CRIME BLOTTER: Kansas Rep. Carl Maughan (R) has been booted from his post as vice chair of the House Judiciary Committee after being arrested on suspicion of driving under the influence and possession of a firearm. (Kansas Reflector)

By The Numbers

240 megawatts: The amount of energy consumed by Atlas Power, a data center and crypto mining near Williston, N.D. That’s roughly the amount of energy consumed by all of Fargo, North Dakota’s largest city. The facility isn’t complete yet; when it is, it would consume up to 700 megawatts. (Fargo Forum)

1,400: The number of times Oregon school bus drivers reported other drivers illegally passing them in 2023. The legislature on Tuesday approved a bill to allow school districts to install cameras on school buses that police could use to ticket drivers who fail to stop. (Oregon Capital Chronicle)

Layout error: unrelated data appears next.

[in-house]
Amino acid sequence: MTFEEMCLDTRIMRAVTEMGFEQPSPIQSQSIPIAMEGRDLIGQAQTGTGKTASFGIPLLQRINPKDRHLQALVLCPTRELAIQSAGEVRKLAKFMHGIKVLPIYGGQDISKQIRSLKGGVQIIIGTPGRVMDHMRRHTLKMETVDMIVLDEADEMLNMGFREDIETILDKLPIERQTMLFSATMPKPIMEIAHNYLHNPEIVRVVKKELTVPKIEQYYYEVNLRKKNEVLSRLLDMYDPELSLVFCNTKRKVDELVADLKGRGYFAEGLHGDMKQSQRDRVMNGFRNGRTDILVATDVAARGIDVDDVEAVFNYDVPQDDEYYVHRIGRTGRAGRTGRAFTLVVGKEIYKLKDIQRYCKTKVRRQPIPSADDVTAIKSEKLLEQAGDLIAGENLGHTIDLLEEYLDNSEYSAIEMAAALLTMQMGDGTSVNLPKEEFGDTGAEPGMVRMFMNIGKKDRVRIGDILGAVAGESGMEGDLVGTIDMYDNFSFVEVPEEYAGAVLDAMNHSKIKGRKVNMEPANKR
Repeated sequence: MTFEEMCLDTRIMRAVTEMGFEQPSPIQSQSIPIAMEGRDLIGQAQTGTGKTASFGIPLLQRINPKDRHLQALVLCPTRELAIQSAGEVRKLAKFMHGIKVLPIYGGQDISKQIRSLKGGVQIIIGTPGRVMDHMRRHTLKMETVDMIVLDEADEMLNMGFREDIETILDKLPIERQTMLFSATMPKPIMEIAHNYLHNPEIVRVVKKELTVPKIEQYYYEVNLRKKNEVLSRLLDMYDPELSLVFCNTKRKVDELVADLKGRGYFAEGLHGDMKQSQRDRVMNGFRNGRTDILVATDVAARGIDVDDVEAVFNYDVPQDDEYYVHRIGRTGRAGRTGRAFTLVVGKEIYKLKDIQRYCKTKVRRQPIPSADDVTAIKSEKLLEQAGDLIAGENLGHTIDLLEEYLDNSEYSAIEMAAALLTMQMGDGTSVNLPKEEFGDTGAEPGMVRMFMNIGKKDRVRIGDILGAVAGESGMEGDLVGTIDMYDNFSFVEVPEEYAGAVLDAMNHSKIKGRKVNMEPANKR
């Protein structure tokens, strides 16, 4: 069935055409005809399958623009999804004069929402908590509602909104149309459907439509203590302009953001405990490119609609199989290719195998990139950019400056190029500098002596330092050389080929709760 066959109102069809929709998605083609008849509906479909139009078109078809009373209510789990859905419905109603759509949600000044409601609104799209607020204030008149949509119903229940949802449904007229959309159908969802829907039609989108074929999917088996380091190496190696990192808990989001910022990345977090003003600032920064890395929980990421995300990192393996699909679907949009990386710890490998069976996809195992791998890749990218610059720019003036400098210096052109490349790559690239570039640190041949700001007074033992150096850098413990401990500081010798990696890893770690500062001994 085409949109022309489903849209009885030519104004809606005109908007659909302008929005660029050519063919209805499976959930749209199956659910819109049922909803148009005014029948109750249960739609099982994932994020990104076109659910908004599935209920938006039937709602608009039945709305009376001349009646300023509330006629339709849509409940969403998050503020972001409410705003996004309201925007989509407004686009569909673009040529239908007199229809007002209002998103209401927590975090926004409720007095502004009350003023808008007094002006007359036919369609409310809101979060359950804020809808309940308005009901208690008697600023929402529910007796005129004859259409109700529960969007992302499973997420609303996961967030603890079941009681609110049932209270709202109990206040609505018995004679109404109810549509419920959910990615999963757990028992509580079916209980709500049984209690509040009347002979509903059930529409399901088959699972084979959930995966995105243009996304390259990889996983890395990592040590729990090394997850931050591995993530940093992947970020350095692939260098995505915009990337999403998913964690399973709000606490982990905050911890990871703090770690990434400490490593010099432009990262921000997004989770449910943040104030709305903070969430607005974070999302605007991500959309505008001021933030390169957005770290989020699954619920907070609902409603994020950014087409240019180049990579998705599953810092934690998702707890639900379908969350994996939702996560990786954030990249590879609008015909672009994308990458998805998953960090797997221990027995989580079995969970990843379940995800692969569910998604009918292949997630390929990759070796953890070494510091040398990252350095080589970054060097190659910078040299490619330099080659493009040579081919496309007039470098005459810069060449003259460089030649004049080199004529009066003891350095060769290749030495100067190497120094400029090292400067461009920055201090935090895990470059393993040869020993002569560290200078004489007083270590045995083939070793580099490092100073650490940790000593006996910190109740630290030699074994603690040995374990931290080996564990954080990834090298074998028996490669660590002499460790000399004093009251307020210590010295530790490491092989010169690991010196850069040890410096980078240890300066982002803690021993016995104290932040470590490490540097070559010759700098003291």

Off The Wall

A new app developed by researchers at UPMC and the University of Pittsburgh uses artificial intelligence to accurately diagnose ear infections. The app analyzes videos of an eardrum captured by an otoscope connected to a smartphone, at a 94% accuracy rate. (CBS News)

Now there’s a great application of AI technology.

Scientists from the New England Aquarium got a happy surprise last week when they spotted a gray whale off the coast of Nantucket. Gray whales disappeared from the Atlantic Ocean in the 18th century. (Boston Globe)

Quote of the Day

“We have before us two bills that reflect a major manufacturing sausage that has not been easy.”

Alabama Sen. Greg Albritton (R), on legislation that would expand gambling options in the state. (Alabama Reflector)